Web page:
A new study’s findings suggest that a genetic component may increase the risk of tanning addiction, resulting in an increased risk of skin cancer from use of indoor tanning facilities.
In a report published this month in the Annals of Behavioral Medicine, researchers at Georgetown Lombardi Comprehensive Cancer Center describe new evidence that links altered DNA to tanning addiction, as well as certain depressive genetic factors that play a role in increasing the risk.
Researchers took saliva samples from 292 young white women with no Hispanic heritage. The women were ages 18 to 30 years old, and self-reported indoor tanning in a tanning bed, with tanning lamps, or other indoor tanning methods over the year before the study.
Prior research has shown young white women ignore the risks of skin cancer from indoor tanning more so than other demographics. Tanning bed use before the age of 35 increases a person’s risk of melanoma, the deadliest form of skin cancer, by 60% to 75%.
In the new study, self-reporting included indoor tanning frequency, appearance orientation, depressive symptoms, and two screening questions of tanning addiction.
Saliva samples were analyzed for DNA and 34 single nucleotide polymorphisms (SNPs) in participant genes in addiction reward pathways were analyzed further.
After adjusting for other factors, researchers found variant genotypes in two dopamine receptor gene SNPs associated with increased risk of indoor tanning addiction. The modifications were in a gene responsible for dopamine activity, which is important to the pleasure and reward system in the brain.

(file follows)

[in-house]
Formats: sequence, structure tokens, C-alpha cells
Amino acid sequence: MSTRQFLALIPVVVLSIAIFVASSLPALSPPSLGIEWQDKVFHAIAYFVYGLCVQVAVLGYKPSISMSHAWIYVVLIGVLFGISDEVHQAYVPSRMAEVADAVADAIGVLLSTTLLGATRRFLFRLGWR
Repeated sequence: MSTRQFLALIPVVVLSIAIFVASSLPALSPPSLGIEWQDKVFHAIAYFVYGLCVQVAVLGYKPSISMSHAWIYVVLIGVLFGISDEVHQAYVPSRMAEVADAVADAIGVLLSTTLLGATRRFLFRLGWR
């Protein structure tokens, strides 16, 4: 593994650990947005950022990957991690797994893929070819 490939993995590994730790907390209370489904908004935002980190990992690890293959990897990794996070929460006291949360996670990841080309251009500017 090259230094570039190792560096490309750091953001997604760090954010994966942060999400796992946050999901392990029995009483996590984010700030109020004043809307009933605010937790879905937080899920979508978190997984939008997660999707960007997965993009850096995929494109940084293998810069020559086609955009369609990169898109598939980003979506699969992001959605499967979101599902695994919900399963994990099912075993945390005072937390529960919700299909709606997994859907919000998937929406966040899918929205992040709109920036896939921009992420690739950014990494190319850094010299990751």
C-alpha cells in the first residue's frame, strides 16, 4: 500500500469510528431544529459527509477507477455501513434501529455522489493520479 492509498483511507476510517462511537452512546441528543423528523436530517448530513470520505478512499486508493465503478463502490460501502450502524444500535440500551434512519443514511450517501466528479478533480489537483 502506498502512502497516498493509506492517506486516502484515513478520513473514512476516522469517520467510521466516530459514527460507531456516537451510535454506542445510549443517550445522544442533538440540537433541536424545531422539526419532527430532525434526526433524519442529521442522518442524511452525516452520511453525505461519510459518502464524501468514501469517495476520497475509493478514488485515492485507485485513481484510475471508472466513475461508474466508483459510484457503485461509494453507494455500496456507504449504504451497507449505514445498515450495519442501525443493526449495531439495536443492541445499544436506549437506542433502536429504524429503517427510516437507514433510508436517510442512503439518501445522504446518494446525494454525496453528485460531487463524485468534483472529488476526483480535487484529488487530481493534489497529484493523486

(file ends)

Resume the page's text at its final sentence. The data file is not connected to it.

Alone, the genetic factor in one SNP doubled a person’s risk of tanning addiction. In another SNP, the risk was slightly less than two-fold.
Additionally, the SNP genotypes interacted with depressive symptoms to increase the risk of indoor tanning addiction. With depressive symptoms factored in, one SNP increased the risk by 10-fold, another SNP increased the risk by a factor of 13.
Excess exposure to ultraviolet (UV) radiation can lead to melanoma and non-melanoma skin cancer. Most UV exposure is from the sun, but many people are exposed through indoor tanning, which accounts for 10% of skin cancer cases in the U.S. One in every 20 cases of melanoma is caused by tanning bed use.
The risk of developing melanoma is six times higher for women under 30. Researchers estimate there will be 96,500 new cases of melanoma in the U.S. in 2019. More than 7,000 people will die as a result.
Despite the known risks associated with indoor tanning, many doctors fail to discuss skin cancer with patients. Leading experts warn increased clinical counseling is needed among young people and teens to help reduce the number of new skin cancer diagnoses.
Prior studies have shown indoor tanning can be addictive to some young people in the same way as other substances. However, this is preliminary evidence that there is also a genetic factor to tanning addiction. Women with the variant genotypes and elevated depression face a higher risk, according to the findings.
Researchers indicate the preliminary results of the new study support a reward based model of indoor tanning addiction and more research is needed to fully develop the genetic link.